Penn graduate student wins postdoctoral fellowship

Daniel Beller, a graduate student in the group of Prof. Randy Kamien, has just been awarded the George F. Carrier fellowship in Harvard's School of Engineering and Applied Science.  This is an endowed honorific postdoctoral position in widely applied mathematics.

Rittenhouse Lecture

The 2014 Rittenhouse Lecture will be given this year by Prof. Scott Tremaine of the Institute for Advanced Study.  Dr. Tremaine's lecture entitled "Are planetary systems flat?" examines the observational and theoretical evidence upon which our understanding of how planetary systems are formed is based.  The Rittenhouse Lecture will be delivered on Wednesday, Feb. 12 at 4pm in DRL A1.

Physics Outreach with Demonstrations

Laboratory and Classroom Demonstration Coordinator Bill Berner conducted his 17th annual holiday physics demonstration shows on Jan. 13 and 14.  More than 500 students from local schools, along with a dozen home-schooled children, viewed the live demonstrations on electricity and magnetism as part of the SAS Science Outreach Initiative and Physics and Astronomy Department outreach program.

Liquid Crystal 'Gemstones'

Profs. Arjun Yodh, Tom Lubensky, and Peter Collings formed a team to do research led by postdoctoral fellow Joonwoo Jeong and graduate student Zoey Davidson.  Their study, published in the Proceedings of the National Academy of Sciences, with a liquid crystal that dissolves in water shows, for the first time, that such crystals can form in the "columnar" phase leading to droplets (formed mostly of water) that look like gemstones.

Justin Khoury Appointed Penn Fellow

Justin Khoury, Associate Professor and incoming Undergraduate Chair of Physics & Astronomy, has been appointed a Penn Fellow for 2014. The Penn Fellows program provides leadership development to select Penn faculty members at their mid-career point. Penn Fellows build cross-campus alliances, meet distinguished academic leaders, think strategically about universities and university governance and consult with Penn's senior administrators.

Unexpected connections between hard and soft condensed matter physics

Profs. Tom Lubensky and Charles Kane have a paper on the cover of Nature Physics this month. Their work has established the mathematical relationship between the 'floppy modes' of isotatic lattices (like arrays of masses and springs that verge on mechanical instability) and the boundary modes that occur in quantum electronics systems like quantum Hall effect devices and topological insulators hence revealing unexpected connections between theories of hard and soft matter.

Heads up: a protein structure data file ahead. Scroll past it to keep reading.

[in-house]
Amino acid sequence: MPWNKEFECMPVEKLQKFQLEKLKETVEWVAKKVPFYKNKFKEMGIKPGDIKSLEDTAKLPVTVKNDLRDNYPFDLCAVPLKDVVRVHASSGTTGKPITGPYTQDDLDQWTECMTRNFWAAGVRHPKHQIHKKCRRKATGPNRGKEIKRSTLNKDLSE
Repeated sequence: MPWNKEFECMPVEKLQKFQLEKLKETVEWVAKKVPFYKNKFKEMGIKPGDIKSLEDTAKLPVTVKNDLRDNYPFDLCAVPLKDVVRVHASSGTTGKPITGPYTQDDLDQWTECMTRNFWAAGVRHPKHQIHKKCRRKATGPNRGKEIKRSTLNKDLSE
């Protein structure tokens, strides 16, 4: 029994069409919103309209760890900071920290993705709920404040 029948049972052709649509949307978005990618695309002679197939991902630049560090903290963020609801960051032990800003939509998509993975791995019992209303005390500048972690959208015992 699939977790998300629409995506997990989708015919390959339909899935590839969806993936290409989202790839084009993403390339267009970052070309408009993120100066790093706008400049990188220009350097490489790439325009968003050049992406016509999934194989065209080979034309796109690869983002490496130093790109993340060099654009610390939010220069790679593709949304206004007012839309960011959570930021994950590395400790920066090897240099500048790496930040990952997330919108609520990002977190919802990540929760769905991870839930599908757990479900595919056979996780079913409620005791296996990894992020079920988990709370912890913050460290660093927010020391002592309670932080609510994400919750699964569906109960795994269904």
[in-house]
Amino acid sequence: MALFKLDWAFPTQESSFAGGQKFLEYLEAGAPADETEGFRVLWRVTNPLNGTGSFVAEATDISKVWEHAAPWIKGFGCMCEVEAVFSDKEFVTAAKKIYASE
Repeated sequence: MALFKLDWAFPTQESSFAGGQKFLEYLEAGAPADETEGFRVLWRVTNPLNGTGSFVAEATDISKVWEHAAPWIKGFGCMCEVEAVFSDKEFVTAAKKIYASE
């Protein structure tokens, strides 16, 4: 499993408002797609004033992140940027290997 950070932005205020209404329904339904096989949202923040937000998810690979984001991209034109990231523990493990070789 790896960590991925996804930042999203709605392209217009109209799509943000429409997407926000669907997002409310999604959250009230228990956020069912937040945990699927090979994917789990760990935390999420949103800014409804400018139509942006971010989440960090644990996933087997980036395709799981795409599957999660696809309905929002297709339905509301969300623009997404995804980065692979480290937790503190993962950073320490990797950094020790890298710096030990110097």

Andrea Liu named Simons Fellow for 2014

Prof. Andrea Liu has been named a Simons Fellow in Theoretical Physics for Fall 2014.  Prof. Liu will be supported for a sabbatical leave freeing her from teaching and administrative tasks to engage full time in research which will lead to intellectual stimulation of the field of condensed matter physics.

Gene Mele named to prestigious Professorship

Prof. Gene Mele will assume a 2014-2015 Leverhulme Visiting Professorship in the United Kingdom.  The award from the Leverhulme Trust enables UK institutions to invite eminent researchers from overseas to enhance knowledge and skills of academic staff or the student body within the host institution.  Prof. Mele's  host institution will be the University of Loughborough but he will visit various other UK universities during a year-long sabbatical.  

LSST passes Final Design Review

The Final Design Review is the last stage of review for NSF and DOE projects to be officially declared as a construction project.  The National Science Board is expected to approve a construction start for 2014 of LSST as a Major Research Equipment and Facilities Construction project. Penn scientists and engineers play leading roles in the front-end electronics for the LSST camera, weak gravitational lensing, and supernovae dark energy study designs.  See the LSST web site for more information.

Nanotech optics

Perfect optical components may be formable from nanotechnology according to recent work by a collaboration of Penn scientists including Prof. Randy Kamien.  The group recently discovered a structure where the layers curve around multiple ellipses that fan out radially from a common point, like the petals on a daisy. Since each “petal” can act as a focusing element for light, these structures could be used to concentrate light at an intense central point.